It is obvious that the ‘Make in India’ initiative has the best of intentions for all 25 sectors including defence. However, its efficacy and viability (especially for the Indian Navy) till date has been well below par with hardly any fruition of any major project. It is often seen by many as more of a hurdle than a boon. The problems associated are innumerable and complex to say the least. While budgetary allocation is stated as the primary one, essentially it is one of mindset. The sooner that mindset is changed, the better for all stakeholders.
The ‘Make in India’ initiative was one of the most significant initiatives to be launched by Prime Minister Modi in September 2014 as part of a wider attempt at nation building…
The ‘Make in India’ initiative was one of the most significant initiatives to be launched by Prime Minister Modi in September 2014 as part of a wider attempt at nation building. Despite the associated hype, the attempt was not unique; similar attempts in different formats, often focusing only on indigenisation have been made since Independence. The nuances in this current case however, were somewhat different; it was more holistic, was much more media savvy and seemingly carried considerable political clout from the top echelons. The idea was not only to ‘Make in India’, but more importantly, it was aimed at creating jobs in large numbers, enhancing skill sets in 25 sectors of the economy and finally improving standards of quality while minimising its effect on the environment. The idea was to attract capital and technological investment into India.
Unfortunately, the anticipated revolution proved to be a mixed bag and the famous logo of the lion with gears, did not roar especially in the defence sector despite some achievements. Most analysts blamed the long-winded, omnipresent bureaucratic bottlenecks and procedures apart from commercial and technical wrangling as the main hindrances that stymied the entire effort. The resultant follow through ensured that no major ‘Make in India’ project in defence was started during the last three years though admittedly earlier efforts at indigenisation continued at varying degrees in earlier projects.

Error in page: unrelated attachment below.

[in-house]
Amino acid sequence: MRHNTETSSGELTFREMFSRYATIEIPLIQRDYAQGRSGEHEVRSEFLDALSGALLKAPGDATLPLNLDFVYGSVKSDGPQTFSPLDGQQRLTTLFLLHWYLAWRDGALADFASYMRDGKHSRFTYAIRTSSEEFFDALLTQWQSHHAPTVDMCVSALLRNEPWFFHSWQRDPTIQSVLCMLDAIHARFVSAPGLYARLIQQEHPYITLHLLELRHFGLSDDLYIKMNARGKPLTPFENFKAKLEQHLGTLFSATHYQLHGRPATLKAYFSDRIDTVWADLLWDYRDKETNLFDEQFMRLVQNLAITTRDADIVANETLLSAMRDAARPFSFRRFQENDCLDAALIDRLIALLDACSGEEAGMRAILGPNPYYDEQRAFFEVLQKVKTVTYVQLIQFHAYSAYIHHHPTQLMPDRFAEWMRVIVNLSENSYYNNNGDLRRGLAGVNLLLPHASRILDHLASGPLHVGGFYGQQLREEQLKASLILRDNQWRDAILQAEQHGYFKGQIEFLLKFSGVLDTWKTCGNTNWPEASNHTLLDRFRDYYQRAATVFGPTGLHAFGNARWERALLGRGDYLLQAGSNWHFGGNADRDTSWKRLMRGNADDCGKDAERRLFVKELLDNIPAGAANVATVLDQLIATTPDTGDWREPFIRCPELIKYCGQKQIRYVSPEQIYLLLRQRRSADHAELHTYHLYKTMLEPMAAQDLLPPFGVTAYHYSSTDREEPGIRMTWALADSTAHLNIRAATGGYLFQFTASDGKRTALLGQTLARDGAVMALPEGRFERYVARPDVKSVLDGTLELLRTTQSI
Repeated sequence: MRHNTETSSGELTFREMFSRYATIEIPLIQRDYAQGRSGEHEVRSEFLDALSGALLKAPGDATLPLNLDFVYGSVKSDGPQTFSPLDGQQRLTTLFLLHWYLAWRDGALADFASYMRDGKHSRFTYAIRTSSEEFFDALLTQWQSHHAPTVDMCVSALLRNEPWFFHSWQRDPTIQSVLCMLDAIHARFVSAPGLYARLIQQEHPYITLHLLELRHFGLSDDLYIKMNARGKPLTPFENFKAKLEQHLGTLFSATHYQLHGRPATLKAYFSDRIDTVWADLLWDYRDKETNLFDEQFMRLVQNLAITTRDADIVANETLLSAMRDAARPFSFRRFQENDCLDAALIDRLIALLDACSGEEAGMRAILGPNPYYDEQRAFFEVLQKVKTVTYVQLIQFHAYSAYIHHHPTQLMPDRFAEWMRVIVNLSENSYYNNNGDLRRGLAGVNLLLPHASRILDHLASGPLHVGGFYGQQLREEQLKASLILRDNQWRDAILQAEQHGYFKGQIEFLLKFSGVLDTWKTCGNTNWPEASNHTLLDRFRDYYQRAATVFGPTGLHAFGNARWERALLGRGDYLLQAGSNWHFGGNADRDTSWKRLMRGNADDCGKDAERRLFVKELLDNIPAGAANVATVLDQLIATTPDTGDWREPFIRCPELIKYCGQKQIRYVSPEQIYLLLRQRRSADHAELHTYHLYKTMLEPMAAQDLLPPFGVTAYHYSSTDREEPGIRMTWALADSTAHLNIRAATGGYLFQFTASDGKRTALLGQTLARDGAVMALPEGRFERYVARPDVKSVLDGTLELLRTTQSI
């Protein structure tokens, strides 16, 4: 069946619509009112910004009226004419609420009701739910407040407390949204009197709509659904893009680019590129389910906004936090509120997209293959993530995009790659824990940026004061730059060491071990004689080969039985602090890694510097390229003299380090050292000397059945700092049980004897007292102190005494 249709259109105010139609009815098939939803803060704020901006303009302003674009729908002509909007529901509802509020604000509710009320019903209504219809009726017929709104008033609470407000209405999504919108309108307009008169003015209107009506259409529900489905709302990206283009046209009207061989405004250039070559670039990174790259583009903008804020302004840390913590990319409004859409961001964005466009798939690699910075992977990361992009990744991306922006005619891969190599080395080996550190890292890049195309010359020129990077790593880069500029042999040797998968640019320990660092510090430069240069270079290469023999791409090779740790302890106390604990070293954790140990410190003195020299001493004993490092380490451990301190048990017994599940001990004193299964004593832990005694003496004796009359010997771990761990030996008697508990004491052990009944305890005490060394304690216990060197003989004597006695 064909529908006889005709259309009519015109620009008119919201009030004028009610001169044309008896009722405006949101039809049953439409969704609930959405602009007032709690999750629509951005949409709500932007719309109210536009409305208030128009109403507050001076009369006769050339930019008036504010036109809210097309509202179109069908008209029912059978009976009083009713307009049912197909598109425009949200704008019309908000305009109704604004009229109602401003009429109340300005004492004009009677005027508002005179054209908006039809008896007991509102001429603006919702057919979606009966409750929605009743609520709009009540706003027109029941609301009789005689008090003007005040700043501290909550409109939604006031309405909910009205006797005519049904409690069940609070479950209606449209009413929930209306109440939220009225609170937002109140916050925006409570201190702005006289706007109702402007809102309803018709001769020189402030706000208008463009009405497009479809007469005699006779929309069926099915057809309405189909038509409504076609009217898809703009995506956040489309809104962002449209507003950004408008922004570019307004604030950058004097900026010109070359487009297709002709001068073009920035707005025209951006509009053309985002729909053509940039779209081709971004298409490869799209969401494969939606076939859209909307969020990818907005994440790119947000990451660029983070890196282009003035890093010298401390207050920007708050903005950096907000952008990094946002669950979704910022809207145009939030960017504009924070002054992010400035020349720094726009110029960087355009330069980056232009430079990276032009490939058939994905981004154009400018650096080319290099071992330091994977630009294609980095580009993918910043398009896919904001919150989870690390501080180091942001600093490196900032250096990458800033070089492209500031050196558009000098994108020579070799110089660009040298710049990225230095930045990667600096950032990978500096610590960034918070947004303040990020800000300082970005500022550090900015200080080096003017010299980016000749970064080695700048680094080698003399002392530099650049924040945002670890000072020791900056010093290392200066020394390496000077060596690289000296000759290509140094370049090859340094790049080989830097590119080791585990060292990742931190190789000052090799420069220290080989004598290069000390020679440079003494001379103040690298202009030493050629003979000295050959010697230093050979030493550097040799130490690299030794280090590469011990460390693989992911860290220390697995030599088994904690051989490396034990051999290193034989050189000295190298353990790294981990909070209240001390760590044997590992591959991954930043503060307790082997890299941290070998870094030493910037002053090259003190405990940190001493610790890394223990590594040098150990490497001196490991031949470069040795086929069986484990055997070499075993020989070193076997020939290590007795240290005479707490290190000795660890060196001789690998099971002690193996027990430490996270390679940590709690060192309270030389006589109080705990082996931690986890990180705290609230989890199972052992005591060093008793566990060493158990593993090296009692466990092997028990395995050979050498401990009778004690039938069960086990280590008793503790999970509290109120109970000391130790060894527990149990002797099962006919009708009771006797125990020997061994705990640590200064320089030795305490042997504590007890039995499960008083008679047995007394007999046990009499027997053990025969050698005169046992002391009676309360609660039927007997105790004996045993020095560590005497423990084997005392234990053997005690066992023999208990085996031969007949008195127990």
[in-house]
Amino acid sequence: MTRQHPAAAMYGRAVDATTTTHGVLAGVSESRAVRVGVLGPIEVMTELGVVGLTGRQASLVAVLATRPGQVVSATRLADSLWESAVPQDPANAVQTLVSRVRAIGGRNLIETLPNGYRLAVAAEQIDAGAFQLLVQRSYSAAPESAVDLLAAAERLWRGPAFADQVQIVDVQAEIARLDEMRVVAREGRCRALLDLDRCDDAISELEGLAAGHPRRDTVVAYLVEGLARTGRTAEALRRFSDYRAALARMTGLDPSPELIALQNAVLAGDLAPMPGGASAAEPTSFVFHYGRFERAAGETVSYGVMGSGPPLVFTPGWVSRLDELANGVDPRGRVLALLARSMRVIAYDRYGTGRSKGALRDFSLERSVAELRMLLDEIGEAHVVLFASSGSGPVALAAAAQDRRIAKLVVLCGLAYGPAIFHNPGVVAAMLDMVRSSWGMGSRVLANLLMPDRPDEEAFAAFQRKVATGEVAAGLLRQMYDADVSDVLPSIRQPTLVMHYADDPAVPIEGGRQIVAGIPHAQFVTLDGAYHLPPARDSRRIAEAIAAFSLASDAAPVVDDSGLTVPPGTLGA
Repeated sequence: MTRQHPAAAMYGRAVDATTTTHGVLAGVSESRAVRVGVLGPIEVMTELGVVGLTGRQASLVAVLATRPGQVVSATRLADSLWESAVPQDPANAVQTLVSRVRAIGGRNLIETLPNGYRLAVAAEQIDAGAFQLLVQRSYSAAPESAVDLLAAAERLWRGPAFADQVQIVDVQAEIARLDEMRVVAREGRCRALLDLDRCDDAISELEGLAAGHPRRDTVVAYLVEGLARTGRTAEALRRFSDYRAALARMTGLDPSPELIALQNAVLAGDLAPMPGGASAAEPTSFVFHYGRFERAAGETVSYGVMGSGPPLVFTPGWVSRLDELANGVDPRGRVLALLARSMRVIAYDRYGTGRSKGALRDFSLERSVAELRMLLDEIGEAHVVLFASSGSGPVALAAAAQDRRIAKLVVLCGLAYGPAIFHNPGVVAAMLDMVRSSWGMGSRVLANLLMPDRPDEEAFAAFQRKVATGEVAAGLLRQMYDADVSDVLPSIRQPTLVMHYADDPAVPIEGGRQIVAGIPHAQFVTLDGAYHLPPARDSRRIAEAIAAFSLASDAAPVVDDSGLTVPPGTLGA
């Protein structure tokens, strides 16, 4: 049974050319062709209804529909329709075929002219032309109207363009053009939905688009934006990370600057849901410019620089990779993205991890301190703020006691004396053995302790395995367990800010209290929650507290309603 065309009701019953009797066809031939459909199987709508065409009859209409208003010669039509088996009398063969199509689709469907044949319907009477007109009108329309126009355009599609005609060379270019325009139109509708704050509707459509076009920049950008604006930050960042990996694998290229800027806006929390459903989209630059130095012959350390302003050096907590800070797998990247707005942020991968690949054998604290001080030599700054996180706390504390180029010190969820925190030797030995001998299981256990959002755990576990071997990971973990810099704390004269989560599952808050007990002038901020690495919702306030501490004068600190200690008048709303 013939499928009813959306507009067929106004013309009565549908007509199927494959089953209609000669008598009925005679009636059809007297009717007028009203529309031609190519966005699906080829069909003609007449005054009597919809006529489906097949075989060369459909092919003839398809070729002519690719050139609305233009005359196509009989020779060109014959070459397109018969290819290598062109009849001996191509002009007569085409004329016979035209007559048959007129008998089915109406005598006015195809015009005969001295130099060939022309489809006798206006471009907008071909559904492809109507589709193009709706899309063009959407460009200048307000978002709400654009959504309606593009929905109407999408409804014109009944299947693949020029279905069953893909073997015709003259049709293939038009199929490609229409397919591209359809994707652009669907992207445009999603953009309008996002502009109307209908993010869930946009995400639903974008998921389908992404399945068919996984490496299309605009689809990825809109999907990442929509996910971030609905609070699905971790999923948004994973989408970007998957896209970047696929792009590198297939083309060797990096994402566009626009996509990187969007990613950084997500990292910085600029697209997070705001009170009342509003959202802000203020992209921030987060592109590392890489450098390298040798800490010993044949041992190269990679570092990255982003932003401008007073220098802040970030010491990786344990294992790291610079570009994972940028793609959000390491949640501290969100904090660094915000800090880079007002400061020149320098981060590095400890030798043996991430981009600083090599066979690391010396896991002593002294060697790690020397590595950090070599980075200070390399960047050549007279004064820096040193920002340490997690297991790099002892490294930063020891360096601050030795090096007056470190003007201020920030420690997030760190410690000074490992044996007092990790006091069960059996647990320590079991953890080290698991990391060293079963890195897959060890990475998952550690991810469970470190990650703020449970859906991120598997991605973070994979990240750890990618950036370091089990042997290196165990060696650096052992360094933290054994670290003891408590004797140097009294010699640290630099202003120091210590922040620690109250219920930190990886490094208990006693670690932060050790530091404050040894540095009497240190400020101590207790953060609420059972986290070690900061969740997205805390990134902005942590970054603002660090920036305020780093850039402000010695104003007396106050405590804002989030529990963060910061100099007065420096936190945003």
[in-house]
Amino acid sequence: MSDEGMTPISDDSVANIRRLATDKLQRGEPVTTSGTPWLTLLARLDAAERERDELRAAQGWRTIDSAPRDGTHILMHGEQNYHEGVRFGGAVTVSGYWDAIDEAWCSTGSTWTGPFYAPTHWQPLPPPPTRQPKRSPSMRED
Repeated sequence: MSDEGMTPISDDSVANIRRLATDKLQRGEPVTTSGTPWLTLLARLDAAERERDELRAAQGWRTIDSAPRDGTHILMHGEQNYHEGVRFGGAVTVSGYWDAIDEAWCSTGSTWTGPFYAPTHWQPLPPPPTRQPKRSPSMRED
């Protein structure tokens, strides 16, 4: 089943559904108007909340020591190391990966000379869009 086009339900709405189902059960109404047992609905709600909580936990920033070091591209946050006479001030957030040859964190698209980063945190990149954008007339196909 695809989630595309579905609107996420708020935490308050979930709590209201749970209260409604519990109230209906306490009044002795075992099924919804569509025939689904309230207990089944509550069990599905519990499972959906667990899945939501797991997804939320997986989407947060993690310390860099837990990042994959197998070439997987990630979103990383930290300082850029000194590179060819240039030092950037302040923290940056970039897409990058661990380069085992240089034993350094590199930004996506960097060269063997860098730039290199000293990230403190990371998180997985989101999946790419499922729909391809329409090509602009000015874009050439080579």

Make in India and the Navy
India has the largest maritime capability amongst all the littorals in the Indian Ocean Region which it regards as its strategic backyard. Given the criticality of sea-borne trade for India’s economy (with 90 per cent by volume and more than 70 per cent by value travelling by sea), the Indian Ocean Region emerges as the key region for great power aspirations. Consequently, its latest maritime strategy ‘Ensuring Secure Seas: India’s Maritime Security Strategy’ (NSP 1.2) talks of being the provider of net security and the balance of power in the entire region. These aspirational roles are being challenged strategically by China who not only has a forward base in Djibouti, but in various other ports in the entire region in what has been termed as ‘a string of pearls’.
Most analysts blamed the long-winded, omnipresent bureaucratic bottlenecks and procedures apart from commercial and technical wrangling as the main hindrances that stymied the entire effort…
In such a situation, modernisation and enhancement of maritime capability of the Indian Navy has gained strategic salience. Consequently, the roles and responsibilities of the Indian Navy have gained ascendancy, both in quantitative and qualitative terms. Hence, an assessment of all the current projects relative to the Indian Navy needs to be evaluated to assess the true viability of the all-important ‘Make in India’ initiative.
With its aspirations and growing role in mind, the Indian Navy has created the Maritime Capabilities Perspective Plan (MCPP) that projects the roadmap for modernising and equipping the Navy so as to be ready to face the evolving dynamics of maritime security in the near future.1 Thus, it is necessary to seamlessly dove-tail the acquisition plan along with that of the ‘Make in India’ initiative to ensure a successful modernisation programme.
It is in this vein that during an interaction with the media, Admiral RK Dhowan, the then Chief of the Naval Staff (CNS), had said, “We have put the ‘Make in India’ thrust on an overdrive. The focus in the roadmap is on weapons, sensors and cutting-edge technologies, with certain milestones and required timelines.”2
Levels of Indigenisation
In this context, there are essentially three general categorisations related to ship construction and inventory enhancement projects of the Navy. Since the thrust for indigenisation has been in progress since long, it has had a direct implication on the ‘Make in India’ initiative as far as ship construction is concerned. Accordingly, the following are the levels of indigenisation that has been reached till now in each of these sections.
• The Float section (includes the superstructure and the hull of ships and submarines)
• The Move section (mainly involves the propulsion systems)
• The Fight section (this mainly deals with a wide variety of weapons and sensors)
Kamorta class corvettes are the Indian Navy’s next-generation ASW platform being built under Project 28 at GRSE…
It is presumed that India has achieved 90 per cent indigenisation in the ‘Float’ section of warship production. This has been made possible through the focused efforts of metallurgical research and development by the Defence Research and Development Organisation (DRDO) and production by the Steel Authority of India (SAIL). The ‘Move’ section, on the other hand, has managed to reach an indigenisation level of 50 to 60 per cent. Finally, the ‘Fight’ section has lagged far behind probably due to the inherent complexities and managed to reach a figure of a barely 30 per cent approximately.3 This is despite various measures like involving Public Sector Undertakings (PSUs) as well as private sector into its production loop.